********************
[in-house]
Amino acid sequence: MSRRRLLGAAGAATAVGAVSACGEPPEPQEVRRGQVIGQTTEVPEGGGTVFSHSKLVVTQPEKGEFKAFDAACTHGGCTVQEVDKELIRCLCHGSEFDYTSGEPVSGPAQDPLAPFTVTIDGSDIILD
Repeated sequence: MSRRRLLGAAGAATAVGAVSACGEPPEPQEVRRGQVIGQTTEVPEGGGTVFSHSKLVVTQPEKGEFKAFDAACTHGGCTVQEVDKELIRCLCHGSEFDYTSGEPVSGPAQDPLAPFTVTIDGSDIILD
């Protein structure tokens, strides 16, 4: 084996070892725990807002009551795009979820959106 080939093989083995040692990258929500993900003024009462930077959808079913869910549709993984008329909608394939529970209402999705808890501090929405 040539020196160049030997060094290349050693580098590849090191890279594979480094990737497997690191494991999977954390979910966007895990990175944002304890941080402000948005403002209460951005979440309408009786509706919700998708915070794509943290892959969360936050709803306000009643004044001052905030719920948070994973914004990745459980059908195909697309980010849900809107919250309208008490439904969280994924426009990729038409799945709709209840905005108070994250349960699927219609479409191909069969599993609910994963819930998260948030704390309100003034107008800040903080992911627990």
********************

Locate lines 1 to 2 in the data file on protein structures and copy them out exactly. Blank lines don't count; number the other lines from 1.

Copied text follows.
[in-house]
Amino acid sequence: MSRRRLLGAAGAATAVGAVSACGEPPEPQEVRRGQVIGQTTEVPEGGGTVFSHSKLVVTQPEKGEFKAFDAACTHGGCTVQEVDKELIRCLCHGSEFDYTSGEPVSGPAQDPLAPFTVTIDGSDIILD